Legends - Jonny Wilkinson
Many in the southern hemisphere would baulk at seeing Jonny Wilkinson included among a list of greatest World Cup players, but while it may be true that his repertoire was made up largely of kicks, both out of hand and place-kicks, there have been few whose image has dominated a World Cup as much as Wilkinson did in Australia in 2003.
“Glad to see the back of you, Jonny” were the words inscribed on the caption to a photo in an Australian newspaper showing Wilkinson leaving the field after the final in Sydney. And it’s true that Wilkinson did break Australian hearts with that drop-goal, the one he slotted just seconds from the end of extra-time, to clinch the title for his team, still the only time in the history of the World Cup that a northern hemisphere team has won it.
Wilkinson had such an influence in earlier England matches that it was almost inevitable that he should have the deciding say in the tournament. While kudos had to go the mighty England pack for the way they suffocated all opposition, it was Wilkinson, with his pinpoint goalkicking from all angles, that kept the scoreboard ticking over and made the pressure pay off.
Wilkinson played a major role in the main pool match against the Springboks in Perth, his unerring boot responsible for 20 of the 25 points scored by his team. He then followed up with 23 of the 28 points his team scored in the quarterfinal against Wales at Suncorp Stadium.
England’s opponents in the semi-final were France, who they had beaten twice already that year, and Wilkinson continued with his virtuoso goalkicking feats by scoring all 24 points scored by his team in a 24-7 victory. So when, with 26 seconds to go, Wilkinson slotted the drop goal that won England the Cup, you could almost say it had been scripted.
For the record, he scored all England’s points in the final, but the drop-goal that won it was only his second success in four attempts at going that route. Wilkinson, and England, doubtless sowed the seed for this avenue of point scoring when that nation, with Wilkinson controversially excluded for Paul Grayson, bowed out of the previous World Cup in 1999 to a Springbok team that were galvanized by five drop-goals from Jannie de Beer in the Paris quarterfinal.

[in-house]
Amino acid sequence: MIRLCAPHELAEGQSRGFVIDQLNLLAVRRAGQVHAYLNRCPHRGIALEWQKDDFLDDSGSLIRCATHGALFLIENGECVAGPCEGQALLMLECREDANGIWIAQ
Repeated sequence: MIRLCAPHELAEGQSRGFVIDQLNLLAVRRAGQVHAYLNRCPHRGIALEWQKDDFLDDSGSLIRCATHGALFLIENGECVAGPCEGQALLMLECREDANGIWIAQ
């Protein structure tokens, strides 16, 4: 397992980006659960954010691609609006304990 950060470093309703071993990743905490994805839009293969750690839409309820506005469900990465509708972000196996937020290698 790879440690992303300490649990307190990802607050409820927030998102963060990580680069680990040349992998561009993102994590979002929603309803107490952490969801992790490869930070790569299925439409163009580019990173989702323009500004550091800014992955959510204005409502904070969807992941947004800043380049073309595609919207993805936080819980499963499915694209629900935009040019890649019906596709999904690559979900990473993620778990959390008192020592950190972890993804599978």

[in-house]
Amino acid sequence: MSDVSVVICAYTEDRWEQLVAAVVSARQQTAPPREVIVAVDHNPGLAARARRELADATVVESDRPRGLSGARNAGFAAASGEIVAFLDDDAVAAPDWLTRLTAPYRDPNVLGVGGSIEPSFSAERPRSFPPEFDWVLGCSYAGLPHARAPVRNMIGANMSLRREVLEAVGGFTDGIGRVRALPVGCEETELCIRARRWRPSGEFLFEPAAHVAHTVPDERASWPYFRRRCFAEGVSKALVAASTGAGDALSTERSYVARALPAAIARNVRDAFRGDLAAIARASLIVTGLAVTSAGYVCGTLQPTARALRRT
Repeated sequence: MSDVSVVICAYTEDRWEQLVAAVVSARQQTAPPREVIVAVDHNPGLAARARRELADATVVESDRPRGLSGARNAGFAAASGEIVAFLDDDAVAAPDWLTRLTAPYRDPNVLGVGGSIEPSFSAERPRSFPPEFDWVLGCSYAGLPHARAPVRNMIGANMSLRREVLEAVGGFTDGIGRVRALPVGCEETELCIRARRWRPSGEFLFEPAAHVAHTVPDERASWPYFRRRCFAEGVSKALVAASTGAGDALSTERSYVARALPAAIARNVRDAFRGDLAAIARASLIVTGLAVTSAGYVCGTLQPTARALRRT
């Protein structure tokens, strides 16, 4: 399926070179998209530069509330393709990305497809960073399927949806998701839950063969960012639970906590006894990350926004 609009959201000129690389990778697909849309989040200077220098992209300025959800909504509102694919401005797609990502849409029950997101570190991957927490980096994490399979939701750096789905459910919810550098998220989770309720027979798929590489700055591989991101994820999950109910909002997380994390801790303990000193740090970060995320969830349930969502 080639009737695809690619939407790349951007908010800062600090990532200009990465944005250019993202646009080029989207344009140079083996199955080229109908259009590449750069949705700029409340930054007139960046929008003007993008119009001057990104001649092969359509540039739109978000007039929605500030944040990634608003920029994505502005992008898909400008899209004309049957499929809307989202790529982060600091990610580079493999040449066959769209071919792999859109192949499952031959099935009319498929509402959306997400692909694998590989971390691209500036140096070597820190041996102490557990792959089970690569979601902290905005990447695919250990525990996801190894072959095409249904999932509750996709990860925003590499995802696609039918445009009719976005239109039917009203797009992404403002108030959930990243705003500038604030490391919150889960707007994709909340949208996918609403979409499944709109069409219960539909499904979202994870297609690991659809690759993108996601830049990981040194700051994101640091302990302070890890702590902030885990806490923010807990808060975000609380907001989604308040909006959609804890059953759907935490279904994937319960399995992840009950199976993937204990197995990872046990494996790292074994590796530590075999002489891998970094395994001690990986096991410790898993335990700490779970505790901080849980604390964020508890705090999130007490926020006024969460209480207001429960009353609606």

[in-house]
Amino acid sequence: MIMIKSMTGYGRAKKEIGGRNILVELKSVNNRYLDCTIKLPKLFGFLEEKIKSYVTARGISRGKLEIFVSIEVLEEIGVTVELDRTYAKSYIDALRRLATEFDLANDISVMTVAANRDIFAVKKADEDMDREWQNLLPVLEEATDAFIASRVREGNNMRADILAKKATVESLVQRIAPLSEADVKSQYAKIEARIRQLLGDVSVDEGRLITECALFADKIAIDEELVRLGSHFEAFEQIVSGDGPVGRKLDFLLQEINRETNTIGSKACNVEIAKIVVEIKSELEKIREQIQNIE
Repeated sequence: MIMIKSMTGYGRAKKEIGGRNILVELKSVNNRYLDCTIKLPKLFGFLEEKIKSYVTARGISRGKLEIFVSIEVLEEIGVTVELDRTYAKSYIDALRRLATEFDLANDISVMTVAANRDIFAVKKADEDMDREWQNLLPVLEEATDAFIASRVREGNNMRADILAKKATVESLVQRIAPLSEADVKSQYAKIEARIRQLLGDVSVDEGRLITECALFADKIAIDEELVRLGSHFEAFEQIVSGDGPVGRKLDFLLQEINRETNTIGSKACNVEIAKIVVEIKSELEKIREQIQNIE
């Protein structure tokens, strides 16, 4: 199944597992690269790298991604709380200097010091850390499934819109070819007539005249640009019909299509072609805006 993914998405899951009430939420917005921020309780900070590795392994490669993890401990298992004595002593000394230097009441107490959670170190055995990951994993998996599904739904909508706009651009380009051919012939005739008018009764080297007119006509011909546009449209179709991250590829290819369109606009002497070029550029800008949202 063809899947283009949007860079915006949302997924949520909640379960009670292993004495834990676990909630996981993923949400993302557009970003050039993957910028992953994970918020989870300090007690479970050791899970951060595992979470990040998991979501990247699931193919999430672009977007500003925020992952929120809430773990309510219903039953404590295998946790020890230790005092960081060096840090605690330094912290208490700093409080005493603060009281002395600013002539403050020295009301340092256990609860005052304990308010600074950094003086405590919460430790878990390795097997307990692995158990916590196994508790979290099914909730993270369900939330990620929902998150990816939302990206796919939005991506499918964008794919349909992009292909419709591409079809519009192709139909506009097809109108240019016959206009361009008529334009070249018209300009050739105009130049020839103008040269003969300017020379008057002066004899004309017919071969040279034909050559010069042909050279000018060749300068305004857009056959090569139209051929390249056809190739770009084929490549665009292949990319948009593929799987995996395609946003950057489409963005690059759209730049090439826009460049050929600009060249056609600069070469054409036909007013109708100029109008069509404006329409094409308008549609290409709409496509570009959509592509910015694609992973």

Not that drop-goals and place-kicks were Wilkinson’s only strengths. He was a calm, measured player on the field, directing operations like a flyhalf should, and he was helped in no small part in that tournament by England coach Clive Woodward’s decision to move Mike Catt, who was normally a pivot, to inside centre. It gave England options in the crucial decision-making axis at the back.
Wilkinson could kick the ball great distances, and he was also a better than average tackler, with not much in the way of heavy traffic getting through his channel. The No10 was rewarded for his efforts by winning the 2003 IRB World Player of the Year Award, and he was also named as the BBC Sports Personality of that year. In 2004 he was awarded an OBE.
Australia in 2003 was not the last the world saw of Wilkinson at a World Cup. Although he missed early games through injury, he returned to the playing field in time to score all England’s points in a 12-10 quarterfinal win over Australia in Marseille that also saw him surpass Gavin Hastings’ World Cup point scoring record of 231. He kicked some crucial kicks in the narrow win over France in the semi-final before becoming one of only four players to have played in two consecutive finals in a losing effort against South Africa in Paris.